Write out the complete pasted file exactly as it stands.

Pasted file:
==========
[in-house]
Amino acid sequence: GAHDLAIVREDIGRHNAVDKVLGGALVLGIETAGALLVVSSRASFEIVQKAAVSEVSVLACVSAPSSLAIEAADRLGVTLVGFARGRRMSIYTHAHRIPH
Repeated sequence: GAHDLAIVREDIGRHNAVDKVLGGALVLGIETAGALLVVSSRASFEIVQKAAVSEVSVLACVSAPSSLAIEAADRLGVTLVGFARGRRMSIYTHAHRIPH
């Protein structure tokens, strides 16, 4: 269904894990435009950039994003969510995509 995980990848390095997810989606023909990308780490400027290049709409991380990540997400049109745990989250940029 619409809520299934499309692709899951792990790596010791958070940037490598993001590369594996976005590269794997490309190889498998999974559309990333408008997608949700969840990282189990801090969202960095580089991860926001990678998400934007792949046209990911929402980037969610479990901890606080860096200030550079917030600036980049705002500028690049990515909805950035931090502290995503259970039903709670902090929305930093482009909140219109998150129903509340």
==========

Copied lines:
[in-house]
Amino acid sequence: GAHDLAIVREDIGRHNAVDKVLGGALVLGIETAGALLVVSSRASFEIVQKAAVSEVSVLACVSAPSSLAIEAADRLGVTLVGFARGRRMSIYTHAHRIPH
Repeated sequence: GAHDLAIVREDIGRHNAVDKVLGGALVLGIETAGALLVVSSRASFEIVQKAAVSEVSVLACVSAPSSLAIEAADRLGVTLVGFARGRRMSIYTHAHRIPH
């Protein structure tokens, strides 16, 4: 269904894990435009950039994003969510995509 995980990848390095997810989606023909990308780490400027290049709409991380990540997400049109745990989250940029 619409809520299934499309692709899951792990790596010791958070940037490598993001590369594996976005590269794997490309190889498998999974559309990333408008997608949700969840990282189990801090969202960095580089991860926001990678998400934007792949046209990911929402980037969610479990901890606080860096200030550079917030600036980049705002500028690049990515909805950035931090502290995503259970039903709670902090929305930093482009909140219109998150129903509340």